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Wood County eyes expansion for justice center

By BRIAN BOHNERT
STAFF WRITER
A proposed expansion to the Wood County Justice Center would save the county money and greatly reduce the jail’s overcrowding epidemic, Sheriff Mark Wasylyshyn said Thursday.
Wasylyshyn appeared before the Wood County Commissioners Thursday morning to further explain his planned $2.8 million renovation of the East Gypsy Lane facility.
The jail, first occupied in June 1990, currently operates with just 149 beds in its housing unit, the sheriff said. This renovation would look to yield nearly a 50 percent increase, adding an additional 75 beds.
Under his proposed plan, no physical structures would be added to the jail. Instead, crews would convert a large, unused building into a housing unit and perform renovations on a medium-sized space in the minimum security wing.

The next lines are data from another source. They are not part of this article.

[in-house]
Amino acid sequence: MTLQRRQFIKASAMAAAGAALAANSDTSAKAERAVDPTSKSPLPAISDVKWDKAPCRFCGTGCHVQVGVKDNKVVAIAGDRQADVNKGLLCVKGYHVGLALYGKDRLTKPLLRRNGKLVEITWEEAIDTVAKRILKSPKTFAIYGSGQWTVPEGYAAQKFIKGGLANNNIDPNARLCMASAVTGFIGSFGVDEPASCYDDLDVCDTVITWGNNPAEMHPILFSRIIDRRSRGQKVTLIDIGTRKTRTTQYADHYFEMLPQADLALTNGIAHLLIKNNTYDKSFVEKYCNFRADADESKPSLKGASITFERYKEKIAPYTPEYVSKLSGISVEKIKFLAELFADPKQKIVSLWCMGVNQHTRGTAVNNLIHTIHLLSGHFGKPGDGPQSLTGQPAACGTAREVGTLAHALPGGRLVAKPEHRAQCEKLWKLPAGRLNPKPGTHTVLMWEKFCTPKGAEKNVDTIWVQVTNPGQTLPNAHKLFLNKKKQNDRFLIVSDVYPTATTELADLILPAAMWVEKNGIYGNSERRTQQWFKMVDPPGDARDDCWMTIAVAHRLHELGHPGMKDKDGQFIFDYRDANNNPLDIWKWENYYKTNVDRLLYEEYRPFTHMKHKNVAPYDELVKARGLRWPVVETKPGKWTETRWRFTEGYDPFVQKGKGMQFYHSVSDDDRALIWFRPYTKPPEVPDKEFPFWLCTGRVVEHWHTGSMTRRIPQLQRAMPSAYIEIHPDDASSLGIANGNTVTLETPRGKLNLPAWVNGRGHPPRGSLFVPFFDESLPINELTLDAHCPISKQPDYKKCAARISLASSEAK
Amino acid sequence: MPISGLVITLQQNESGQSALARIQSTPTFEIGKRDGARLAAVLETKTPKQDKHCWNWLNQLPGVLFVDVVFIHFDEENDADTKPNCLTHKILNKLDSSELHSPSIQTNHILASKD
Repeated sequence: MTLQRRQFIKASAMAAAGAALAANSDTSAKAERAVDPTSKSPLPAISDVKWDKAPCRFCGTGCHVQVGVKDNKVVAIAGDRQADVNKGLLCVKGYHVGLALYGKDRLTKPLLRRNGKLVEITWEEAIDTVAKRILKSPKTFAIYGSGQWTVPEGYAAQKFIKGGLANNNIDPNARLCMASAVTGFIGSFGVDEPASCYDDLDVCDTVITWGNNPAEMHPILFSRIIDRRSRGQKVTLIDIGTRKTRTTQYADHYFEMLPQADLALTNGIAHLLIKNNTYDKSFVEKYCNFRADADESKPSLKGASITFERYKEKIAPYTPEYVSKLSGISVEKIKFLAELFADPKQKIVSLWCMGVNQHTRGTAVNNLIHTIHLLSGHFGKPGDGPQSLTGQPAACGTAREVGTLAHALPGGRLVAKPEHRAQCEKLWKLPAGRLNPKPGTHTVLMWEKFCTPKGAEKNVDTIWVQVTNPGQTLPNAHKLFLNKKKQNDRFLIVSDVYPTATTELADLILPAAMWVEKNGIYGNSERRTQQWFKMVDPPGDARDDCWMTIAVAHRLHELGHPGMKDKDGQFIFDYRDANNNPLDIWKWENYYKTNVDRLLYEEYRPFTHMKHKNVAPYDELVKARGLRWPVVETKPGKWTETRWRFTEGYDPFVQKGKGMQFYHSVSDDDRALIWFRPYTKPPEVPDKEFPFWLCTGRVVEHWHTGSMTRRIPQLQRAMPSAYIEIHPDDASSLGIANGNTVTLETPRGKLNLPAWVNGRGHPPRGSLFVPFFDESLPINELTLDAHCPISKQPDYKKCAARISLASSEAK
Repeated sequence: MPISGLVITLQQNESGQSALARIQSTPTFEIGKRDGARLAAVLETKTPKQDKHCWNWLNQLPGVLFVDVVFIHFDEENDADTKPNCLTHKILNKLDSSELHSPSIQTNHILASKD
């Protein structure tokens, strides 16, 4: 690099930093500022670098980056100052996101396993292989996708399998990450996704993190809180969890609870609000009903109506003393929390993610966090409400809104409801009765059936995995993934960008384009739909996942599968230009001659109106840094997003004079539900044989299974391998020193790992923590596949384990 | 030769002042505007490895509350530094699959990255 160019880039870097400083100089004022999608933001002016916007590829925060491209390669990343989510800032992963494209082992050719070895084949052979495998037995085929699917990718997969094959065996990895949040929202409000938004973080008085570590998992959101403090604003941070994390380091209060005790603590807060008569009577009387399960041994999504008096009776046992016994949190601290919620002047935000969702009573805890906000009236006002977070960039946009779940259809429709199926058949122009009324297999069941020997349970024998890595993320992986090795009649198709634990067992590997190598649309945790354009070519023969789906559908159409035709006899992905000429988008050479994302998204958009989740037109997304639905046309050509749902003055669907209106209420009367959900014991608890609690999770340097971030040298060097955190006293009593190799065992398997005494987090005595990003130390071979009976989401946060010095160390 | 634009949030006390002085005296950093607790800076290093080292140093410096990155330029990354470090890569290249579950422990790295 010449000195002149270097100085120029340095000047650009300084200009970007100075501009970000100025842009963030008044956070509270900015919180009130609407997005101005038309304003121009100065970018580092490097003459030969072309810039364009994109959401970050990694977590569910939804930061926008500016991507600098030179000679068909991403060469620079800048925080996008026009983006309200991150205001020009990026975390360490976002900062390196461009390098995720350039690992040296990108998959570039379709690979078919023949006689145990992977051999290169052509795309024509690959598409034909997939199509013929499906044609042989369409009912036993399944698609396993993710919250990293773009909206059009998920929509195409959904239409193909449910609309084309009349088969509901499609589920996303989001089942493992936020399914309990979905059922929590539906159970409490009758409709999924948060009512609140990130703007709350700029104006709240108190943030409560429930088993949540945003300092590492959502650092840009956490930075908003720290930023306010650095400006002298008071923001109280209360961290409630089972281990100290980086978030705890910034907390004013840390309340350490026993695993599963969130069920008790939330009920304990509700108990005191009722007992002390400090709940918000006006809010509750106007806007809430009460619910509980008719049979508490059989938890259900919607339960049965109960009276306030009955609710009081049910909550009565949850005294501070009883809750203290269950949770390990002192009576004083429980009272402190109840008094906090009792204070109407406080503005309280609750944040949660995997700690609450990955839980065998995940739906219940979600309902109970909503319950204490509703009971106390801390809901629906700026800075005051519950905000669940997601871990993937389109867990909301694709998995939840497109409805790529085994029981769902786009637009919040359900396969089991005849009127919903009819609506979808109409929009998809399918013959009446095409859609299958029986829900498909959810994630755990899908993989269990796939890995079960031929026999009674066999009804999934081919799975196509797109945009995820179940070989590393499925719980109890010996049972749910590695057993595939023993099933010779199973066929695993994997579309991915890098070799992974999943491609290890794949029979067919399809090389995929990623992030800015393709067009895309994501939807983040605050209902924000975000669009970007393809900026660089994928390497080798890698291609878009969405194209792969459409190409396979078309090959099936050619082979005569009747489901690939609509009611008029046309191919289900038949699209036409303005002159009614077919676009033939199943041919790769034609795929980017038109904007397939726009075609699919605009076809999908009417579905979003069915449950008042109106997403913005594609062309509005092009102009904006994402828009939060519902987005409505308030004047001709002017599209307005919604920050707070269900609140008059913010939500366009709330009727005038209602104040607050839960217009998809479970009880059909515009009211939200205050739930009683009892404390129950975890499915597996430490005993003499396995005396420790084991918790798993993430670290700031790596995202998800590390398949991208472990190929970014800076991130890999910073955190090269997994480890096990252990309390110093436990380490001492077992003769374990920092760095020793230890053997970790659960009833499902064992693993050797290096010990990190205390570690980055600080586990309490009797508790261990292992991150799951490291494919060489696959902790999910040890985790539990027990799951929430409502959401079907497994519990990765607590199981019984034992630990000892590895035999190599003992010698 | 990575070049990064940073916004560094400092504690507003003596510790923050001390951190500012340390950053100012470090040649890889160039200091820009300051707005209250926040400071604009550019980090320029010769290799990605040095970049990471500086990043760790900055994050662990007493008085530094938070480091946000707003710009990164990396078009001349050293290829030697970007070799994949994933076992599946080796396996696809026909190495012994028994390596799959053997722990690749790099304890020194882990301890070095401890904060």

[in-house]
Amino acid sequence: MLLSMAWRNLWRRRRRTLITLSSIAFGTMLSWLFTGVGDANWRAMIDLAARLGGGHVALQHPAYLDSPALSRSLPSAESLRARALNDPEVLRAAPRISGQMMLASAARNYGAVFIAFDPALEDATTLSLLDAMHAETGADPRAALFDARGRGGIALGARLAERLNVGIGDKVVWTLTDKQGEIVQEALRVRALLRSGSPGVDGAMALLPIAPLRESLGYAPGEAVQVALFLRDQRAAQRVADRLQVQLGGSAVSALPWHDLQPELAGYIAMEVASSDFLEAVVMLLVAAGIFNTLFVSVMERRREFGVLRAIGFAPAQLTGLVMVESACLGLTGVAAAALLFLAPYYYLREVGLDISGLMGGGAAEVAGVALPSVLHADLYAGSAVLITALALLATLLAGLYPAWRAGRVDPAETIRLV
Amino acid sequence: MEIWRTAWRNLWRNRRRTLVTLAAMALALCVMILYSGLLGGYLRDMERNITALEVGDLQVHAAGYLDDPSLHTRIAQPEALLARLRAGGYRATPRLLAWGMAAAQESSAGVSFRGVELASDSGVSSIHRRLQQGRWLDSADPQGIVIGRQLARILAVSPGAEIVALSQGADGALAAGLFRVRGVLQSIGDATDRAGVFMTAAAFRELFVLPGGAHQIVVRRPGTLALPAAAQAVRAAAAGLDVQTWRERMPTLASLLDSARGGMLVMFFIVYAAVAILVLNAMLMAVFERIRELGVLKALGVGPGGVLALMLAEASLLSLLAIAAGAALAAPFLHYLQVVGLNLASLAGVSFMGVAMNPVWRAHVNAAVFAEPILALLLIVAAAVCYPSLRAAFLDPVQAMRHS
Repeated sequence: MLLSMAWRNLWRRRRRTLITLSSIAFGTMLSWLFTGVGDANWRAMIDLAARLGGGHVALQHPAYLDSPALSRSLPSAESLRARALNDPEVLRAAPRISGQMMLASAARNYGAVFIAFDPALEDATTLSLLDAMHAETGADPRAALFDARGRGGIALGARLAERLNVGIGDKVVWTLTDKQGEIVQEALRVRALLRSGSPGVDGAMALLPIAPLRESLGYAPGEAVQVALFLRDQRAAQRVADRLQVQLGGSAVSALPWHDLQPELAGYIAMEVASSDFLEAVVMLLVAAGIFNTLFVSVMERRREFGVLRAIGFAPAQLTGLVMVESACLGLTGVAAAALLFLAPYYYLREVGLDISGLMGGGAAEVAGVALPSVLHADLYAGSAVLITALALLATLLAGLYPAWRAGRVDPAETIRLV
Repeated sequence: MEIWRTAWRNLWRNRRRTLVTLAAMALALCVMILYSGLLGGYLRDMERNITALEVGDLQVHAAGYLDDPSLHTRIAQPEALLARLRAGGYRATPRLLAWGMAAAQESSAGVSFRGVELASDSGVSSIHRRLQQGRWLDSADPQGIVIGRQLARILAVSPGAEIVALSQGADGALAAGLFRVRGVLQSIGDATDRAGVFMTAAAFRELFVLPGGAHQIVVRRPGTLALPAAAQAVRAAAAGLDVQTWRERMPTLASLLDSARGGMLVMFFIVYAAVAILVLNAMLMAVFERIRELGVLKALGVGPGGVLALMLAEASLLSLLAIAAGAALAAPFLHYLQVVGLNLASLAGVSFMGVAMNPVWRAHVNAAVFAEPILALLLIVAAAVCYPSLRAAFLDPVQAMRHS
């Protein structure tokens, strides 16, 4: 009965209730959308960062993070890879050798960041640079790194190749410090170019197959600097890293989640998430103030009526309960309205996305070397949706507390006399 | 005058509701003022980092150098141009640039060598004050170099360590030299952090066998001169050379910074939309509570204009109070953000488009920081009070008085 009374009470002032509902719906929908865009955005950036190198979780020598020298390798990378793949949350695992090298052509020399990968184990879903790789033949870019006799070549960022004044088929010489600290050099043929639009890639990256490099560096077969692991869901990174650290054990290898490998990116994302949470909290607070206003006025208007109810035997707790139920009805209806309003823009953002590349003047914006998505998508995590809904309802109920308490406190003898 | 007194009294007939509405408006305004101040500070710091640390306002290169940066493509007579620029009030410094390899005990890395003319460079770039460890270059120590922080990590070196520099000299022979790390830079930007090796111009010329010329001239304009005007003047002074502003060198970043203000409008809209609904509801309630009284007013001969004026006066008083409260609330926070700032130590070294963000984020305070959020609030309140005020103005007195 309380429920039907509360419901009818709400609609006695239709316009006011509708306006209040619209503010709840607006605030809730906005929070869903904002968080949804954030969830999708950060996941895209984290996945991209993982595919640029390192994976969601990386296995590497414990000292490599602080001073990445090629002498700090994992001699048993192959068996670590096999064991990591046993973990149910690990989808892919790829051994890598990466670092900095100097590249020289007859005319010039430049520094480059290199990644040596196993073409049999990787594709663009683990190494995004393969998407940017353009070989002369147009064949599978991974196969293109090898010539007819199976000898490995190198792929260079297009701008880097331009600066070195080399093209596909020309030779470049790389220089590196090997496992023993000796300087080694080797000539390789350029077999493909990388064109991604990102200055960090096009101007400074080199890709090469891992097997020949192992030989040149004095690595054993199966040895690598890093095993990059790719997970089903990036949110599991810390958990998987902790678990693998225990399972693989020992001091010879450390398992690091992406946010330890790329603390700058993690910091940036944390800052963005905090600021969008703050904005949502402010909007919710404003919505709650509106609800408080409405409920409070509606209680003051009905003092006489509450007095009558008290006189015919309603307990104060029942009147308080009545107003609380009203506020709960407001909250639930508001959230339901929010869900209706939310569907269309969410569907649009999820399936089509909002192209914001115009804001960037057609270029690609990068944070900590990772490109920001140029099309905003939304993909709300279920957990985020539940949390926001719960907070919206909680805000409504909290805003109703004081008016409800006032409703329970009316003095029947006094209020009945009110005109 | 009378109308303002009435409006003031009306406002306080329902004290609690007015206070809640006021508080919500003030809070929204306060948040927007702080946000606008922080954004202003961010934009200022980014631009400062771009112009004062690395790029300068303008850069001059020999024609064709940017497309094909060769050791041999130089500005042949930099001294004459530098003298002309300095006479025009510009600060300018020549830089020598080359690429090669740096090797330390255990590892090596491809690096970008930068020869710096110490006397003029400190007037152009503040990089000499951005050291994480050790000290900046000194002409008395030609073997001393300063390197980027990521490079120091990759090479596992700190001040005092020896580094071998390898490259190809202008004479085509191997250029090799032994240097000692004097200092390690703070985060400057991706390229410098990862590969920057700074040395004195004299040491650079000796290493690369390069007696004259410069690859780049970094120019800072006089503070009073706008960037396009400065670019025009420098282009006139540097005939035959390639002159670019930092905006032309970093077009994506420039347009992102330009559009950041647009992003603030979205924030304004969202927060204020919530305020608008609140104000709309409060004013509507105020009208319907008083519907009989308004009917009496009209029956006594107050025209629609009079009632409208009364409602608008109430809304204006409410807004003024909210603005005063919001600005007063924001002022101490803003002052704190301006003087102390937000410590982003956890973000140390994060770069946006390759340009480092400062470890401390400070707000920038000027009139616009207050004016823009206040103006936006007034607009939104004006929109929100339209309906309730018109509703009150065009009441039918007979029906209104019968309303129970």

While he has been working on this project for the last eight years, Wasylyshyn said a lack of space in the jail has been a problem since long before he took the reigns as Wood County’s sheriff.
In fact, he said prisoners are often housed at jails in nearby counties, costing $45 per inmate per day.
“Long term, it’s going to save us money,” Wasylyshyn said. “It’s much better to have inmates in our county than in other counties due to holding costs. It is also better for inmates with health issues.”
Over the years, Wasylyshyn said the county has spent “millions of dollars” housing their prisoners in neighboring counties. Jails in Ottawa, Putnam, Crawford and Van Wert counties are common destinations for “overflow” inmates.
The commissioners have yet to approve the project. Wasylyshyn said they still have to determine what is to be done right away and what elements of the expansion can be put off.
As for how to pay for the proposed expansion? The sheriff said the county will also mull over whether or not to use cash or bonds.
With the architectural drawings already finished, Wasylyshyn said the work could realistically begin in three months with the first phase of the renovations seeing completion six to eight months after that.
“(The commissioners) know it has to be done,” Wasylyshyn said. “They’re just doing their due diligence to dot all the I’s and cross the T’s.”

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